a plane for elephants 

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The time last July, in Northern Kenya’s Samburu Reserve, when a bull elephant speared through a Land Cruiser’s radiator, was not a common occurrence. On the contrary – and with the exception of mature bulls – elephants live in stable, peaceable family units, led by matriarchs who learned from their mothers where to go, and how to find food and water through the seasons. The elder elephants also introduce their young to the wider elephant herd of families that are often unrelated to theirs, whom young elephants will often remember for their whole lives, even if they only met once, at the age of 2.

I can’t remember anything from age 2. That incredible memory is just one example of elephant qualities to admire. Another is the incredible family bonds that they form. Just recently, the international organization Save the Elephants found the carcass of a mother elephant, poached for her tusks. Her two young calves were standing by the de-tusked body, unwilling to leave, unwilling to accept their mother’s death. One calf was four years old, old enough to rejoin the herd and survive into adulthood; the other calf was only one and a half. Save the Elephants staff, realizing that the little calf needed support and would not survive without mother’s milk, brought her to the Reteti Elephant Sanctuary, where she is growing, safe, and will hopefully be able to rejoin the herd in a few years.

Save the Elephants discovered the poached mother from the sky. The organization flies over Northern Kenya often in their Cessna plane, checking on elephant movements and behaviors, counting elephant populations, and scanning for poachers.

“We are one of a number of NGOs, working together in this remote community, that is helping to turn former poachers into powerful advocates for wildlife survival,” says Frank Pope, Chief Operations Officer with Save the Elephants, “And some of former poachers have told us that planes patrolling the skies were always a big deterrent — whenever they saw them, they’d go home and not risk poaching.”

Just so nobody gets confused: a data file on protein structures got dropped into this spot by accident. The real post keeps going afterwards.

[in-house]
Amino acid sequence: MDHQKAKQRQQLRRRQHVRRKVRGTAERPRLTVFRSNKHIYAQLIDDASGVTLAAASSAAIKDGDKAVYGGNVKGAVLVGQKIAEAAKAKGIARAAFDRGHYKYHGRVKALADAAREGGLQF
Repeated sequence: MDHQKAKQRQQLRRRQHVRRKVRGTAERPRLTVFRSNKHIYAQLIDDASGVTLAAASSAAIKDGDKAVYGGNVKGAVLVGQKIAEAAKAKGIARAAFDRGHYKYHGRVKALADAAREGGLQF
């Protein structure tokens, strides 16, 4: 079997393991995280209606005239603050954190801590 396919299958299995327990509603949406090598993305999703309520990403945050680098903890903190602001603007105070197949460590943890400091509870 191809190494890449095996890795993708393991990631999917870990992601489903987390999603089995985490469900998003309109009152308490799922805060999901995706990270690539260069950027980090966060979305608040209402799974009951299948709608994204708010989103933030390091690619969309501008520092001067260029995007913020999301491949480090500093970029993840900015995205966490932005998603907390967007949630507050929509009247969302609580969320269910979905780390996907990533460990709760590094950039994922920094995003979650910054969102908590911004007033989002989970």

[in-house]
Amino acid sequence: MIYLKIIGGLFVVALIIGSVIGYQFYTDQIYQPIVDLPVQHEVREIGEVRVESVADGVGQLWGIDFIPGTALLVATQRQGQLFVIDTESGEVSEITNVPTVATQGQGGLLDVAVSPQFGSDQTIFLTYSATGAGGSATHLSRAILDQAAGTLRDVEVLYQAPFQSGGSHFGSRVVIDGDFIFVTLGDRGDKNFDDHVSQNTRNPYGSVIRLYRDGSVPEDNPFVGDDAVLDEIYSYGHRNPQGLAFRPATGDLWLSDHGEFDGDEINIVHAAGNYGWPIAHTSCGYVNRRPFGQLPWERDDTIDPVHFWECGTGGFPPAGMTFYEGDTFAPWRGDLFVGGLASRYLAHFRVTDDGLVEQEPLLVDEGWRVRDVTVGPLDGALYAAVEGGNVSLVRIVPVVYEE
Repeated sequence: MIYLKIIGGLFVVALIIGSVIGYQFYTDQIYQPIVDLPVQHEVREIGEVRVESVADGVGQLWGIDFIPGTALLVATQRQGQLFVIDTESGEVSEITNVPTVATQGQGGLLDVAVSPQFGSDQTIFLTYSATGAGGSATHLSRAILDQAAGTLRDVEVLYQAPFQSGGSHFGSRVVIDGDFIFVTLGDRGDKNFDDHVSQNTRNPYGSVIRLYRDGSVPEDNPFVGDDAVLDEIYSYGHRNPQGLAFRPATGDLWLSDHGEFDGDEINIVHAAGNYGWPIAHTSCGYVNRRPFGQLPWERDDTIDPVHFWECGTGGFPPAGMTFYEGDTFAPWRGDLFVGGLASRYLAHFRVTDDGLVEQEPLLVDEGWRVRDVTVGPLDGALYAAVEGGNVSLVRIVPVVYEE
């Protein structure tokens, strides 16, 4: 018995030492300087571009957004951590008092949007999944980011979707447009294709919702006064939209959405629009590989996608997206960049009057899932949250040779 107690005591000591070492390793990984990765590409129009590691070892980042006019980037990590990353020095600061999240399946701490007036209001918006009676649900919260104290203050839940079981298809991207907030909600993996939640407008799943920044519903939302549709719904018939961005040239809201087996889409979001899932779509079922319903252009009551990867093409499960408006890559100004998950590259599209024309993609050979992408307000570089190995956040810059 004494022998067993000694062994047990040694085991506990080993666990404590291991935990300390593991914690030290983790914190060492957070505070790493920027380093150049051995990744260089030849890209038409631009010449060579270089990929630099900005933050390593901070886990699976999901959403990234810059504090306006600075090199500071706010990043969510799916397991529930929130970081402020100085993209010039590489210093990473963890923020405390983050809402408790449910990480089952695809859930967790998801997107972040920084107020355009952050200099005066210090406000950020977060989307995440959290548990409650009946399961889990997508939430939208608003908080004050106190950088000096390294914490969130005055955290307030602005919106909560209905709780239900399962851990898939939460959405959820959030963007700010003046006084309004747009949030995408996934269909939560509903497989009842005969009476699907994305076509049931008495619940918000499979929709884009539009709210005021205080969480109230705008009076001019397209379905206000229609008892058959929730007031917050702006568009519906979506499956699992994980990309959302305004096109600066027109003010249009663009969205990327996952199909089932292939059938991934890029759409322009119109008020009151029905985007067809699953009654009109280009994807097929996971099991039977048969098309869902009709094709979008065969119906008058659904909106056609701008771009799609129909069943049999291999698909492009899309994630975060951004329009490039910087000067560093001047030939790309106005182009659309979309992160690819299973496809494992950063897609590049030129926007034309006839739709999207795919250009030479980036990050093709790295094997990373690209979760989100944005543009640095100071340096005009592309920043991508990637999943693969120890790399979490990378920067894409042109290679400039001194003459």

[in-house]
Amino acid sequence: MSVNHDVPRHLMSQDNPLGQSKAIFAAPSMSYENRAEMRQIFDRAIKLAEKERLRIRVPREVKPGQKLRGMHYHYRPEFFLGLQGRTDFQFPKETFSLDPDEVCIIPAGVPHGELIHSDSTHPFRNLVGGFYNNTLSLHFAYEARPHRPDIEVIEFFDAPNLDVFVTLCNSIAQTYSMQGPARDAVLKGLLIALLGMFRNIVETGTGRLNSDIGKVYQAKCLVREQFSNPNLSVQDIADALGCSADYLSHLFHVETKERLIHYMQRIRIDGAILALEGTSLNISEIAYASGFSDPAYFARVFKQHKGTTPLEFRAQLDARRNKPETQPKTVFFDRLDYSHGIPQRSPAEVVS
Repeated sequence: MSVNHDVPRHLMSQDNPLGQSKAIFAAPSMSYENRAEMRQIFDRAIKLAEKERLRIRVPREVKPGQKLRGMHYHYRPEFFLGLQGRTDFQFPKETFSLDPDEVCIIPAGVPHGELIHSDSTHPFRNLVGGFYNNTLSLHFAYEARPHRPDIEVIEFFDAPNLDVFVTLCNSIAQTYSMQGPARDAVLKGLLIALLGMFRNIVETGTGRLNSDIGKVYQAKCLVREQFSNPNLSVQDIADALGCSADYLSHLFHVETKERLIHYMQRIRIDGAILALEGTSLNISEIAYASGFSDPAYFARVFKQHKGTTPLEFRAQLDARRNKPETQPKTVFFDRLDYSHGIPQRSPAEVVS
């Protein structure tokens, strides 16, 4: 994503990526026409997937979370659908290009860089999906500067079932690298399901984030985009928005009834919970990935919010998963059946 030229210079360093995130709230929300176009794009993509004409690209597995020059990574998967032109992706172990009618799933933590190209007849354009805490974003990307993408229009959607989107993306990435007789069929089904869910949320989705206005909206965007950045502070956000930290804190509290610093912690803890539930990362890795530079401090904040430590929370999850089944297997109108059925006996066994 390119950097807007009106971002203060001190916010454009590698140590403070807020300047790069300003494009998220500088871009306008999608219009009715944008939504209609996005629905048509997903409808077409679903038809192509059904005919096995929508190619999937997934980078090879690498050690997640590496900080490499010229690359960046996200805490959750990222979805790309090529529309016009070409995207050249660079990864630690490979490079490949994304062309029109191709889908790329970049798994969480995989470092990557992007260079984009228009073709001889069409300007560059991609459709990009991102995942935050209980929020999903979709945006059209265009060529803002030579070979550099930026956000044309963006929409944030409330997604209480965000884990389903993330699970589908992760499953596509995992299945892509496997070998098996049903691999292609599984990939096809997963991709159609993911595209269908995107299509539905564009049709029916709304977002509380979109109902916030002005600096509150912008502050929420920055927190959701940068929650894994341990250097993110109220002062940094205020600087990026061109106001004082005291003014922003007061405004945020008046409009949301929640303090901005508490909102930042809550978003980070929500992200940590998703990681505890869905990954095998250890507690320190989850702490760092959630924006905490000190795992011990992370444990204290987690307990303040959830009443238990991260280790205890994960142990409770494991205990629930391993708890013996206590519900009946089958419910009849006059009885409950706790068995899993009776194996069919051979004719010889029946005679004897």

Through their pioneering work of radio-tracking elephants, Save the Elephants monitors elephant populations in Kenya and in six other African nations. A heavily-secured tracking app helps air patrols and ground teams position themselves more effectively to protect vulnerable populations, helping to end poaching in the long term. The valuable data from tracked elephants also serves to mark out important corridors and hotspots, informing the protection of vital habitat for wild elephant populations throughout sub-Saharan Africa, from the savannas of the Serengeti to the forests of the Virunga.

To preserve elephant populations in the long-term, Save the Elephants needs another plane. With constant need for aerial surveys, checks on collared elephants and response to emergency alerts, they’re spread too thin with just one. That’s why, this December, glassybaby is launching our “tembo” collection of elephant-etched votives, and donating 10% of all tembo sales to Save the Elephants. with your help, little elephants made in glass will help buy a new plane to support enormous elephants in the wild.

How else can you help Save the Elephants? Make a trip to the Elephant Watch Camp in Kenya, which supports the organization and offers luxury excursions where guides can acquaint you with elephants by name. “July is when the big bulls go into musth and mate with females,” says Frank. Because gestation for elephant calves is 22 months, calves conceived in July will be born in May, when grass grows tall and green on the savannah. “That’s probably the best time to visit,” Frank says. “Come on over in May, when the bulls are still calm, and the newborn calves nurse under their mothers’ big gray bellies.” With your help, Save the Elephants should have another plane by then, patrolling the skies and securing the future of the next generation of the elephants of Samburu.

mericos rhodes

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